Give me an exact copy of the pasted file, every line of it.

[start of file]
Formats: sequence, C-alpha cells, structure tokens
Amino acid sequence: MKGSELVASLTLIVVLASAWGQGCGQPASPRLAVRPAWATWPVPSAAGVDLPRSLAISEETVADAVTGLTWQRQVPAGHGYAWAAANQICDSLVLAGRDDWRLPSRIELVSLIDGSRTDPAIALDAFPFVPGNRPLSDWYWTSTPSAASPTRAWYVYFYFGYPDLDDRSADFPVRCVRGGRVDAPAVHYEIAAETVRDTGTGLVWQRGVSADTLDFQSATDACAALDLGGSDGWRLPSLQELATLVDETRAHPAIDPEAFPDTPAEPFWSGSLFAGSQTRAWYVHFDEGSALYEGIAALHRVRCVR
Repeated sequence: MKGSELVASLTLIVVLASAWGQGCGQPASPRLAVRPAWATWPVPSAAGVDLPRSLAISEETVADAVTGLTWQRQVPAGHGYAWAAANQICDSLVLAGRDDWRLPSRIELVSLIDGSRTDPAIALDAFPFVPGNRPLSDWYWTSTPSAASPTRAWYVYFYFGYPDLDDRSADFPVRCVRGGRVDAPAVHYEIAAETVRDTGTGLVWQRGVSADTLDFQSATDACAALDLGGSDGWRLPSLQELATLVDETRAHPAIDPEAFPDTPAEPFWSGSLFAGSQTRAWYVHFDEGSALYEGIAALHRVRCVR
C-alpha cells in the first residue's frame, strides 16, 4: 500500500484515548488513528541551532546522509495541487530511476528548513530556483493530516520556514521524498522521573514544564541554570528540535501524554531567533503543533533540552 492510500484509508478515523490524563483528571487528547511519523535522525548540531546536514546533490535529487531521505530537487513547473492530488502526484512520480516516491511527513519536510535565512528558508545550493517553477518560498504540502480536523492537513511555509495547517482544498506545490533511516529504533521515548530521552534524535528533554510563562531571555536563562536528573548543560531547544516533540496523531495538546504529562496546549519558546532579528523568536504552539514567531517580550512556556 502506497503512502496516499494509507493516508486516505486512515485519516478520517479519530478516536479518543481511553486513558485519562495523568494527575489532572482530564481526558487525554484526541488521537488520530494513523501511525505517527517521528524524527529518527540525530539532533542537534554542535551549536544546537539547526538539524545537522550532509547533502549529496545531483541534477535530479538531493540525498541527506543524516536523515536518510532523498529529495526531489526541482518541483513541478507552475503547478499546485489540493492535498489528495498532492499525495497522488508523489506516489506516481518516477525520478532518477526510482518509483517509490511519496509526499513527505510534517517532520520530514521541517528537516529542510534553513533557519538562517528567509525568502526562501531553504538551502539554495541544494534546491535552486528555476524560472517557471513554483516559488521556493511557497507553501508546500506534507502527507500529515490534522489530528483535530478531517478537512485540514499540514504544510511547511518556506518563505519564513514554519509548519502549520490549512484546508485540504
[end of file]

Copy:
Formats: sequence, C-alpha cells, structure tokens
Amino acid sequence: MKGSELVASLTLIVVLASAWGQGCGQPASPRLAVRPAWATWPVPSAAGVDLPRSLAISEETVADAVTGLTWQRQVPAGHGYAWAAANQICDSLVLAGRDDWRLPSRIELVSLIDGSRTDPAIALDAFPFVPGNRPLSDWYWTSTPSAASPTRAWYVYFYFGYPDLDDRSADFPVRCVRGGRVDAPAVHYEIAAETVRDTGTGLVWQRGVSADTLDFQSATDACAALDLGGSDGWRLPSLQELATLVDETRAHPAIDPEAFPDTPAEPFWSGSLFAGSQTRAWYVHFDEGSALYEGIAALHRVRCVR
Repeated sequence: MKGSELVASLTLIVVLASAWGQGCGQPASPRLAVRPAWATWPVPSAAGVDLPRSLAISEETVADAVTGLTWQRQVPAGHGYAWAAANQICDSLVLAGRDDWRLPSRIELVSLIDGSRTDPAIALDAFPFVPGNRPLSDWYWTSTPSAASPTRAWYVYFYFGYPDLDDRSADFPVRCVRGGRVDAPAVHYEIAAETVRDTGTGLVWQRGVSADTLDFQSATDACAALDLGGSDGWRLPSLQELATLVDETRAHPAIDPEAFPDTPAEPFWSGSLFAGSQTRAWYVHFDEGSALYEGIAALHRVRCVR
C-alpha cells in the first residue's frame, strides 16, 4: 500500500484515548488513528541551532546522509495541487530511476528548513530556483493530516520556514521524498522521573514544564541554570528540535501524554531567533503543533533540552 492510500484509508478515523490524563483528571487528547511519523535522525548540531546536514546533490535529487531521505530537487513547473492530488502526484512520480516516491511527513519536510535565512528558508545550493517553477518560498504540502480536523492537513511555509495547517482544498506545490533511516529504533521515548530521552534524535528533554510563562531571555536563562536528573548543560531547544516533540496523531495538546504529562496546549519558546532579528523568536504552539514567531517580550512556556 502506497503512502496516499494509507493516508486516505486512515485519516478520517479519530478516536479518543481511553486513558485519562495523568494527575489532572482530564481526558487525554484526541488521537488520530494513523501511525505517527517521528524524527529518527540525530539532533542537534554542535551549536544546537539547526538539524545537522550532509547533502549529496545531483541534477535530479538531493540525498541527506543524516536523515536518510532523498529529495526531489526541482518541483513541478507552475503547478499546485489540493492535498489528495498532492499525495497522488508523489506516489506516481518516477525520478532518477526510482518509483517509490511519496509526499513527505510534517517532520520530514521541517528537516529542510534553513533557519538562517528567509525568502526562501531553504538551502539554495541544494534546491535552486528555476524560472517557471513554483516559488521556493511557497507553501508546500506534507502527507500529515490534522489530528483535530478531517478537512485540514499540514504544510511547511518556506518563505519564513514554519509548519502549520490549512484546508485540504